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AdTech Reboot

Six Broken (Or Almost Broken) Ad-Tech Promises

Picture of Judy Shapiro

Judy Shapiro

Editor-in-Chief at The Trust Web Times
Picture of Judy Shapiro

Judy Shapiro

Editor-in-Chief at The Trust Web Times

As published in Ad Age

Google has gotten together with a diverse group of marketers, publishers, agencies and industry bodies to create The Coalition for Better Ads in what Ad Age called “possibly the broadest attempt yet to fix online advertising so that consumers don’t become obsessed with blocking it.”

Ouch! Ten years into advertising’s digital transformation, this is a stinging indictment of ad tech’s failure to create quality user experiences, and the reason so many consumers have turned on their ad blockers.

With 20/20 hindsight, we see what happened. Over the last decade, the financial rug was pulled out from the “art” side of marketing, leaving a strategic vacuum that ad tech ventures filled with lots of bold promises. Now marketers are realizing many of these promises were a stretch at best or overblown at worst.

So let’s take the air out of the most egregious ad tech promises, freeing marketers to make the best use of ad tech, realistically.

1) “We scale audience delivery efficiently.”

“Scale” is the currency of ad tech, but the marketer’s nightmare. While ad tech can generate impressions and clicks on a large scale, its profit incentive is to generate a lot of scale — of, perhaps, occasionally dubious quality. Advertisers, however, need quality scale with real people.

This misalignment leads to a broken promise. Wanna see ad tech ventures visibly shudder? Ask them to do a proforma, and you’ll hear excuses about how they don’t do proformas. Well, that excuse shouldn’t cut it anymore.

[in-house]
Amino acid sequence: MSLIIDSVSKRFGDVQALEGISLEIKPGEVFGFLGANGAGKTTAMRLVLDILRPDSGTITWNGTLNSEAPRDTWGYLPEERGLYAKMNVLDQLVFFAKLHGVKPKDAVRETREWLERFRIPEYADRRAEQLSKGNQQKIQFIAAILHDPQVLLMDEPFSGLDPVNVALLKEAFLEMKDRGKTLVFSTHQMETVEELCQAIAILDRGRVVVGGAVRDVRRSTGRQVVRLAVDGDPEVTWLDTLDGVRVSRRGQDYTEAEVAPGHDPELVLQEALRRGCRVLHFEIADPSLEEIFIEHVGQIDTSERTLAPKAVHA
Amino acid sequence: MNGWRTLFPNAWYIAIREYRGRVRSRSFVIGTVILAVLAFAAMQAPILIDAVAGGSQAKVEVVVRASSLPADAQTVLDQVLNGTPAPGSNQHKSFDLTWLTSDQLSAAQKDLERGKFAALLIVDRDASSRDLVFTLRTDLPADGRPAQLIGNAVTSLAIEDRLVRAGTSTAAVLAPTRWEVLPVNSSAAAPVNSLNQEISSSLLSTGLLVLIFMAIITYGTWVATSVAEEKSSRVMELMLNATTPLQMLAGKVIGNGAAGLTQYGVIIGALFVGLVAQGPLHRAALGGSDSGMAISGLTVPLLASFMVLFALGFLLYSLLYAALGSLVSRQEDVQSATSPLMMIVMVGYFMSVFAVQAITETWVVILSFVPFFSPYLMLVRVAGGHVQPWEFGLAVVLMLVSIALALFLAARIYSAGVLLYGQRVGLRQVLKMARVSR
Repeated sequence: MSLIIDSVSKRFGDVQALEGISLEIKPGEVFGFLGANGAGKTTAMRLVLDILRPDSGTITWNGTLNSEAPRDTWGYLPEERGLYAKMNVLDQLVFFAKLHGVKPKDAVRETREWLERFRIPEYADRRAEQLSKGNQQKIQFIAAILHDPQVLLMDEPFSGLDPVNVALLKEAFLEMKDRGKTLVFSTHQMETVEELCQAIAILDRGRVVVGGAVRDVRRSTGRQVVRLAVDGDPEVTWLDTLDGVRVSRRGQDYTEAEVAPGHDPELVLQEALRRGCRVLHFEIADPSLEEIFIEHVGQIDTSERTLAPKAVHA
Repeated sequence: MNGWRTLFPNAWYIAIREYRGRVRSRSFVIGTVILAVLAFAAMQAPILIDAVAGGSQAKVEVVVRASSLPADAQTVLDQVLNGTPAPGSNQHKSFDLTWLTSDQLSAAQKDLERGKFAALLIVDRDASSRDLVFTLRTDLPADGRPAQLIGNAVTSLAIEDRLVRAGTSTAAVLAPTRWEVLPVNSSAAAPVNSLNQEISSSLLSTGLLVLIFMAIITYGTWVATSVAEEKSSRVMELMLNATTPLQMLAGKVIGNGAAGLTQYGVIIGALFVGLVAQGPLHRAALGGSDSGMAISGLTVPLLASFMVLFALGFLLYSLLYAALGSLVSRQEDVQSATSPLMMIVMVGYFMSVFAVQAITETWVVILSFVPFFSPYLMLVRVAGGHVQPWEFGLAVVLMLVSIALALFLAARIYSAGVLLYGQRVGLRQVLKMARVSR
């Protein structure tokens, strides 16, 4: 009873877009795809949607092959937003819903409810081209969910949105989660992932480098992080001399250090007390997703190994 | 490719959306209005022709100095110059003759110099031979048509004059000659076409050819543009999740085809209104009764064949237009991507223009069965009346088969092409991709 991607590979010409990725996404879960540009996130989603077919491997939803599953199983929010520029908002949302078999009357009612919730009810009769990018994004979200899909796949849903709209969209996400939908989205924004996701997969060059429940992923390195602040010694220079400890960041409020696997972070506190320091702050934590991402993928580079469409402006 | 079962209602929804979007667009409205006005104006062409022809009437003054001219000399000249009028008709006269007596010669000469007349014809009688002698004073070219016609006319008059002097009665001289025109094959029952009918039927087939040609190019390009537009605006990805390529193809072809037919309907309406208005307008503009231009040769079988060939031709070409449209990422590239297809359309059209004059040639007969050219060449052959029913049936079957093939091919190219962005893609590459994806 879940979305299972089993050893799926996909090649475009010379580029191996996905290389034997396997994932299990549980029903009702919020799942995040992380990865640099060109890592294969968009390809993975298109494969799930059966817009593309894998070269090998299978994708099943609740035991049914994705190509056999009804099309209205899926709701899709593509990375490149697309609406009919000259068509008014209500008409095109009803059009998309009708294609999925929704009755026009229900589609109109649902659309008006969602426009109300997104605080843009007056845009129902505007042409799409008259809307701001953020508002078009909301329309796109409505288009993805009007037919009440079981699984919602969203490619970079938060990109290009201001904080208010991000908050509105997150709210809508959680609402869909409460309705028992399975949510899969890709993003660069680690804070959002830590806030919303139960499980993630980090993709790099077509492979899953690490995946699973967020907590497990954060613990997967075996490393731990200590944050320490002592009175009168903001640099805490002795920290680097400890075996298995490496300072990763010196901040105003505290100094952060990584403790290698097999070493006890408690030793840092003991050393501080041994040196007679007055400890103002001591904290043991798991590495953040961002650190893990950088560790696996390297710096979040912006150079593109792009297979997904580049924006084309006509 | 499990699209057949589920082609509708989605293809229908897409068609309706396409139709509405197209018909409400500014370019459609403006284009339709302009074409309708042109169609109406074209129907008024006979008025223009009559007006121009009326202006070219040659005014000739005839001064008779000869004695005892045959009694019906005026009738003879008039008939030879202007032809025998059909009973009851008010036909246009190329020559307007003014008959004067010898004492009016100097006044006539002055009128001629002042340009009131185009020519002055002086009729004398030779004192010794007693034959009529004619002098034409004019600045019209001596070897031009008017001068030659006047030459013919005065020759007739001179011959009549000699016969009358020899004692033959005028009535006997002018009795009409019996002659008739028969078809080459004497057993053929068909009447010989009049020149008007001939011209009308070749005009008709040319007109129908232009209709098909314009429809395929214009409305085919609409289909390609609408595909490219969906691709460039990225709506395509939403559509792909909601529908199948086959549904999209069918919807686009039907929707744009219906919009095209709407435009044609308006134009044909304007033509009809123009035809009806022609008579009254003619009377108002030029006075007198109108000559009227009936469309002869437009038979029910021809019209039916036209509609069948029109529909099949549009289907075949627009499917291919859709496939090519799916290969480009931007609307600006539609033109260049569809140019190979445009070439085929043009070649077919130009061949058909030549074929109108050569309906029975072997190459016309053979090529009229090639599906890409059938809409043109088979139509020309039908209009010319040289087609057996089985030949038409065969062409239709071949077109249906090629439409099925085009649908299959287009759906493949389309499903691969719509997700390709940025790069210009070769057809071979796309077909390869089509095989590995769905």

2) “Our contextual targeting data delivers relevant advertising.”

Technology driving contextual targeting data is limited, so this promise falls under the “almost broken” category. Technologically, contextual targeting is limited to on-page keyword matching or cookie profiles with interest classifications. But both options are underpowered, unable to drive genuine contextual advertising because keyword matching can misfire if the keyword has multiple meanings or the interest classifications are too broad to qualify as genuinely contextual. For these reasons, the contextual promise is likely to disappoint for now.

3) “Our big data provides objective business insights.”

This promise misrepresents big data as totally scientific, devoid of any human “contaminating” subjectivity. That’s just absurd.

All data is a subjective because it is a person who defines how the data is processed, what variables are important and what variables are ignored. It’s a person who develops the visualization of the data, making many subjective decisions along the way. Big data should be recognized for the highly creative, albeit subjective, endeavor it really is.

4) “Our native platform/content syndication network delivers better engagement.”

Sorry folks, but native advertising and content syndication platforms are already creaking under the weight of fraud and low response rates comparable to other digital ad platforms.

In fact, the engagement capabilities of native and content syndication platforms are razor thin — resting on their promise of placing ads against pre-defined, broad “interest classifications” at a wide variety of publishers. That’s the catch. These platforms are no more immune from the dominance of low-quality inventory, with correspondingly low-quality engagement, than any other network. Content marketing is hot, but these engagement promises often don’t live up to the hype.

5) “Marketing automation will drive a unified user experience.”

This is another one for “almost broken.” Marketing automation will, eventually, drive personalized user experiences. “Eventually” is the operative word.

For now, the worst integration challenges are ahead, as we learn to link first party data with third party platforms. This messy marketing automation transition means this promise won’t be realized for a long time to come.

6) “Our buying platform is transparent.”

Arbitrage is baked into the very fabric of marketing, from ad networks to publishers and agencies. Reengineering the business and moving from arbitrage to transparency will be painful for a long time. But the process has begun and will accelerate. Transparency, too, falls under the “almost broken” promise category.

While ad tech powers great advertising, we are in a state of transition, which leaves marketers vulnerable to overblown promises. Understanding where ad tech has not lived up to its promises makes us smarter, and will force ad tech to evolve and do better.